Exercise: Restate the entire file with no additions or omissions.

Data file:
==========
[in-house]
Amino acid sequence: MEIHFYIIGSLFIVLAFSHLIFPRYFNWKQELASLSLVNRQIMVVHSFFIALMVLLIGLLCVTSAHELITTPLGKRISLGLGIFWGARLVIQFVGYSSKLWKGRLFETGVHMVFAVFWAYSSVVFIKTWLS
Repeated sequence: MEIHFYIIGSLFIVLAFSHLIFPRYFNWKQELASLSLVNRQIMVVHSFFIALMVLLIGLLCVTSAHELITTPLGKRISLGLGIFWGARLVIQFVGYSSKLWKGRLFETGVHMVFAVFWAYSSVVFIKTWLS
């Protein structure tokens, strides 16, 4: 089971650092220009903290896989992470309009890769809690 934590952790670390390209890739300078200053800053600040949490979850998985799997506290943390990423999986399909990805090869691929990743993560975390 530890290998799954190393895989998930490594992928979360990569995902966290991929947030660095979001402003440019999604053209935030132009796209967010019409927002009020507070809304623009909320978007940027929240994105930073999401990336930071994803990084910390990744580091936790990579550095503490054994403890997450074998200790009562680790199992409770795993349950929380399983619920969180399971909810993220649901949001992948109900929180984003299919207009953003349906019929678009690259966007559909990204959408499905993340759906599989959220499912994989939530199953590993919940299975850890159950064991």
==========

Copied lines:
[in-house]
Amino acid sequence: MEIHFYIIGSLFIVLAFSHLIFPRYFNWKQELASLSLVNRQIMVVHSFFIALMVLLIGLLCVTSAHELITTPLGKRISLGLGIFWGARLVIQFVGYSSKLWKGRLFETGVHMVFAVFWAYSSVVFIKTWLS
Repeated sequence: MEIHFYIIGSLFIVLAFSHLIFPRYFNWKQELASLSLVNRQIMVVHSFFIALMVLLIGLLCVTSAHELITTPLGKRISLGLGIFWGARLVIQFVGYSSKLWKGRLFETGVHMVFAVFWAYSSVVFIKTWLS
């Protein structure tokens, strides 16, 4: 089971650092220009903290896989992470309009890769809690 934590952790670390390209890739300078200053800053600040949490979850998985799997506290943390990423999986399909990805090869691929990743993560975390 530890290998799954190393895989998930490594992928979360990569995902966290991929947030660095979001402003440019999604053209935030132009796209967010019409927002009020507070809304623009909320978007940027929240994105930073999401990336930071994803990084910390990744580091936790990579550095503490054994403890997450074998200790009562680790199992409770795993349950929380399983619920969180399971909810993220649901949001992948109900929180984003299919207009953003349906019929678009690259966007559909990204959408499905993340759906599989959220499912994989939530199953590993919940299975850890159950064991």